Many of us rightly find dressing for the summer far more difficult than the winter. Not long after we come to appreciate good outerwear and develop a penchant for a multitude of the season’s latest accessories, the concept of warm weather comes to snatch it all away with the muggy heat that Britain is accustomed to. The necessity to wear as few layers as decently possible – in a seemingly futile effort to keep cool – has always left me with a feeling of being somewhat under dressed.
However, recently attitudes towards to summer style have taken on a more positive outlook. This year especially, men have begun to gravitate towards the more minimal style that comes with summer, putting additional emphasis on good colour co-ordination, fit and the little details that let so many men down before.
However, rather than focus on the negatives and perennial mistakes – socks and sandals, I’m looking at you – we should look towards taking a more constructive approach as we have with our five tops tips to pep up your summer style.
1. A Good Pair of Shorts
This may seem a rather obvious point, but a good pair of shorts forms the cornerstone of your summer wardrobe. Sadly, many men are misinformed on what constitutes a “good” pair of shorts. Matt Allinson did a fantastic job of rounding this up in part 70 of his basics guide – Reintroducing Shorts.
A good pair of shorts is defined by a certain set of characteristics:
- They end just above the knee.
- They don’t add excess bulk through cargo-like pockets – you want to create a good silhouette.
- They should not be too baggy or roomy. Again, it’s all about the shape and silhouette but, on the other hand, you don’t want them too tight. And never venture into budgie-smuggler territory off-beach (nothing in Britain constitutes as a beach.)
- Finally, remember that nobody has ever said the words “I see you’re admiring my cargo shorts.”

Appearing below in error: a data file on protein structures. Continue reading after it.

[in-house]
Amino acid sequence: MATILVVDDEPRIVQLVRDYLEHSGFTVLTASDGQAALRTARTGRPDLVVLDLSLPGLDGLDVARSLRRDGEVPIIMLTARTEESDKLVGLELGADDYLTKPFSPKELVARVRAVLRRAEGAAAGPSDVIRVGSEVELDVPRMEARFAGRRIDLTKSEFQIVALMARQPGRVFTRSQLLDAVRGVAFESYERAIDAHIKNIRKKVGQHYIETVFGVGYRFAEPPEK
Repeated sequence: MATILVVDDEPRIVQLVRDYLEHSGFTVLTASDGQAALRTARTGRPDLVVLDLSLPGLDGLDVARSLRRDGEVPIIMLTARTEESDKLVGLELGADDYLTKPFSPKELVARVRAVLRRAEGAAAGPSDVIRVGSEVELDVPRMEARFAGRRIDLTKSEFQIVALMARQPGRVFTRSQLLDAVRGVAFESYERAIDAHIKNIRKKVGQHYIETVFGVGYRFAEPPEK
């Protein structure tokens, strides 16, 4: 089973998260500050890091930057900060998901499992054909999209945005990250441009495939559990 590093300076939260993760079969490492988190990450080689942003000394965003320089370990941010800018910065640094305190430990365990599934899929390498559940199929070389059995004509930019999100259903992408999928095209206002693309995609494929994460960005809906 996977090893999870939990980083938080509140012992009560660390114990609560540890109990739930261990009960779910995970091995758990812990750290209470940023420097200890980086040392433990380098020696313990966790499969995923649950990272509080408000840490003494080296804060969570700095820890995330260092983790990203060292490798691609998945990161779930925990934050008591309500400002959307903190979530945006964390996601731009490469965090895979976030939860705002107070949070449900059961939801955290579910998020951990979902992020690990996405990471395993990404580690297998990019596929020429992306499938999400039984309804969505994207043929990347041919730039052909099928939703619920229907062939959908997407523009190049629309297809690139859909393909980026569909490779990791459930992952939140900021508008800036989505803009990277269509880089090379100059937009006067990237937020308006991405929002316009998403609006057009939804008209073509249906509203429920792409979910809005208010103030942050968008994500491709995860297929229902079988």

- Asos Chino Shorts
- Allsaints Mitre Shorts
- Cotton Shorts Spot-w By Boss Black
- Reiss Winton Shorts Cotton Mixer Shorts Coral
- Silent By Damir Doma Mens Pyoj Twill Shorts
- Slowear Incotex Madras-check Cotton Shorts
2. Be Bold
While running the risk of sounding like a broken record, we can’t help but persist. Over the last two summers, menswear has not only nudged but also shoved us in a two-handed fashion towards being bolder with our warm weather wardrobe. First with colour and now prints.
Summer is the perfect time to be braver with our choice of attire as, without the art of layering and a somewhat narrower pool of accessories to choose from, outfits can begin to look a little bland. Throwing in a bright colour or bold print is the perfect way to alleviate this and make up for the possible lack of depth elsewhere.
- Ymc Burgundy Floral Print Hawaiian Shirt
- Reiss Beacher Short Sleeve Printed Diamond Shirt Navy
- Asos Polo With All Over Tribal Print
- Worland Burgundy Tribal Print Tee
- Topman Bike Embroided Pattern Shorts
- Reiss Irving B Fashion Two Button Notch Lapel Jacket Pink
- Alexander Mcqueen Variated Stripe Knitwear 56018
- Burton Skinny Bright Yellow Chino
- Jimmy Choo Eaton Fringed Tasseled Driving Shoes
3. Have a Separate Summer Wardrobe
A tweed blazer, chinos and brogues combination may have been adopted as the FashionBeans badge of honour, but that doesn’t mean it should be worn all year round. This is the summer equivalent to wearing espadrilles and a straw trilby in the snow.
Obviously it would be a little obscene to suggest you disregard every piece of clothing between seasons, but having a few pieces which you swap in is a great way to refresh, reinvigorate and possibly even save some money on your wardrobe.
Top tip: Consider changing your belts between seasons; opting for heavier leather ones in the winter and lighter canvas or plaited leather in the summer. This is a small change but is a great way to feel a little more casual or play around with extra colour. A lighter belt also takes away any bulk, something your less dense fabrics, such as linen, will benefit from.